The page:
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5 Fixes We’d Like To See in ‘The Evil Within 2’



Released just under three years ago, The Evil Within, developed by Tango Gameworks, was a blood-soaked bombastic romp through the twisted mind of a psychopath with serious family issues. While the game’s initial reception was lukewarm at best by many, it has since garnered quite the acclaim in, and around horror fanbases. Because of this belated success, The Evil Within 2 is coming to every platform on the market on the scariest day of the year: Friday the 13th.

For any title, getting a sequel is a chance for the development team to look at the original, work out the flaws, and then iron them out in a fresh product that shines above the first. The team at Tango Gameworks has likely had their hands full then over the past few years, because while The Evil Within was a thrilling ride overall, it wasn’t anywhere near perfect. As games released under Bethesda go, this isn’t the paragon of bugs, nor it is unplayable because of its flaws.

But it’d be fantastic to see the team make tweaks to something so close to being brilliant, just to push it up to that threshold. These recommended fixes range from minor gripes, all the way up to actual problems, so bare in mind the severity that comes with the number on this list.

5) No Letterboxing

The 16:9 aspect ratio looks great on any game, so to make everything that much more cinematic the Tango Gameworks team decided it would be a world-class idea to add massive black voids of nothing on the top and bottom of the screen. ‘Letterboxing’ is common in cinema because the screen is so vast, and the picture doesn’t always fill the whole screen without being distorted.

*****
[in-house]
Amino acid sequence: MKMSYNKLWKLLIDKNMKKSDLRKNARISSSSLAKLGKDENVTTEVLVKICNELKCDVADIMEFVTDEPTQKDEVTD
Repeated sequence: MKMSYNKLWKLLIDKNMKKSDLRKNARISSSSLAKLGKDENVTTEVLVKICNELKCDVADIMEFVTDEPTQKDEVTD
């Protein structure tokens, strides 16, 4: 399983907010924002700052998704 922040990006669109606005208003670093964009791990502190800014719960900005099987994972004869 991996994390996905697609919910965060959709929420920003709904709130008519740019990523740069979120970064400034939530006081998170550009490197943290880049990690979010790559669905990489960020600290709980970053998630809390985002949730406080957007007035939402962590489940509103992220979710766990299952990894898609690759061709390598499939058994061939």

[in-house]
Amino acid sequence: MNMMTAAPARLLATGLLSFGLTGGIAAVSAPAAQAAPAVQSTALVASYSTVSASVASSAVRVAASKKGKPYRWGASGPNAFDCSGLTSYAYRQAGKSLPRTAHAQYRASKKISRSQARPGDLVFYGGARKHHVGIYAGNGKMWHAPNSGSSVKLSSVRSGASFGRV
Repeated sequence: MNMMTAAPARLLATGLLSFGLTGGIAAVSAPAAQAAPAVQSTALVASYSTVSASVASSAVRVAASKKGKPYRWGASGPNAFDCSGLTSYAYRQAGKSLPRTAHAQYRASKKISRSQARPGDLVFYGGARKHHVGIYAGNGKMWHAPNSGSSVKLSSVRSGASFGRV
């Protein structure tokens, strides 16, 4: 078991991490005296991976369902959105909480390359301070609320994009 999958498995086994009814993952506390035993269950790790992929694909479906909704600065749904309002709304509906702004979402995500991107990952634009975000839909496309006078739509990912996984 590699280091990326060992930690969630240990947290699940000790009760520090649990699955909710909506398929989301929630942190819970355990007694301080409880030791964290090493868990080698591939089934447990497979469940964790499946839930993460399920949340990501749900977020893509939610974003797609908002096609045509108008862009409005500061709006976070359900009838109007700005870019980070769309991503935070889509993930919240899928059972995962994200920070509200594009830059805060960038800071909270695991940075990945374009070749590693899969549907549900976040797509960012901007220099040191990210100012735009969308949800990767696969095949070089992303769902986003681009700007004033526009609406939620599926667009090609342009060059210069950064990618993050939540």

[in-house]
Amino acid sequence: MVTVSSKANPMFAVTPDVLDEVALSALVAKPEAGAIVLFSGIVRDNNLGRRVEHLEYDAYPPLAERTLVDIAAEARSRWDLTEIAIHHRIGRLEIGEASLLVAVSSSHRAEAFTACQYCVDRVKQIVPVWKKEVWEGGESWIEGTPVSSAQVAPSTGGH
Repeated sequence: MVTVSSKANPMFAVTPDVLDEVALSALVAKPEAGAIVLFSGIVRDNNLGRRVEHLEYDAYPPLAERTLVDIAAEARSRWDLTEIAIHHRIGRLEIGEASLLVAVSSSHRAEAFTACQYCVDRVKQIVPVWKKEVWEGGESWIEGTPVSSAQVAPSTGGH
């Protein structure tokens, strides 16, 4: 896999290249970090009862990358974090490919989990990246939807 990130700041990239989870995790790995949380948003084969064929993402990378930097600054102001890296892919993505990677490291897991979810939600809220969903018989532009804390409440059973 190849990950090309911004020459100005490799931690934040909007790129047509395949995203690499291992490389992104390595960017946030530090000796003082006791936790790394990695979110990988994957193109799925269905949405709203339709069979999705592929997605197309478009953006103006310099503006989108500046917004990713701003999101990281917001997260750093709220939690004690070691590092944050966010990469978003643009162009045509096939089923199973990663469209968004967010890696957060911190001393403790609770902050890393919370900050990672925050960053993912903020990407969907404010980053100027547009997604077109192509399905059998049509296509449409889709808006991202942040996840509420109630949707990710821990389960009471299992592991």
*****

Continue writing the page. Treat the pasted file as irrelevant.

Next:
But in video games, you don’t have this problem because the game you’re playing naturally takes up the screen regardless. The addition of this letterbox is less cinematic than it is plain annoying, as it further limits what the player can see on the screen.

When an army of brainless drones wielding machetes, knives, and other murder tools are coming toward you, limiting your own vision is not what you need. This remains low on the list because of the in-game option to turn the letterbox ‘off’, but the fact that it was there to begin with should be the issue here.

4) Smoother Animation and Control

The Evil Within suffers from fairly clunky character movements, there’s just no other way of saying it. Pressing the movement thumbstick or key in any direction even slightly will cause Sebastian to jolt round like a bloodhound, no matter the tap. But when our grumpy protagonist isn’t simply darting in circles, or taking a walk through treacle, he’s using his arthritic knees to move at the speed of passing icebergs around enemies.

Every movement Sebastian makes just feels too heavy on screen, and seems to work against you trying to survive inside this nightmarish world. Strange ice physics seem to have infected Sebastian too, because he’ll continue moving for a fraction of a second even after stopping input, making it seem like he floats off down a corridor or straight into a trap. An issue like this isn’t pressing, but when confronted with enemies it can possibly make the difference between life and death.

3) Narrative Coherence

A game, or most games, need a coherent story. A plot to follow; an arc to progress through. This allows players to grow with the characters, and actually invest themselves in the world that the developers are aiming to bring to life. Not The Evil Within. While dysfunction and disorientation are key elements to the central themes of the title, it’s incredibly demanding of new players to try and follow this maddening story.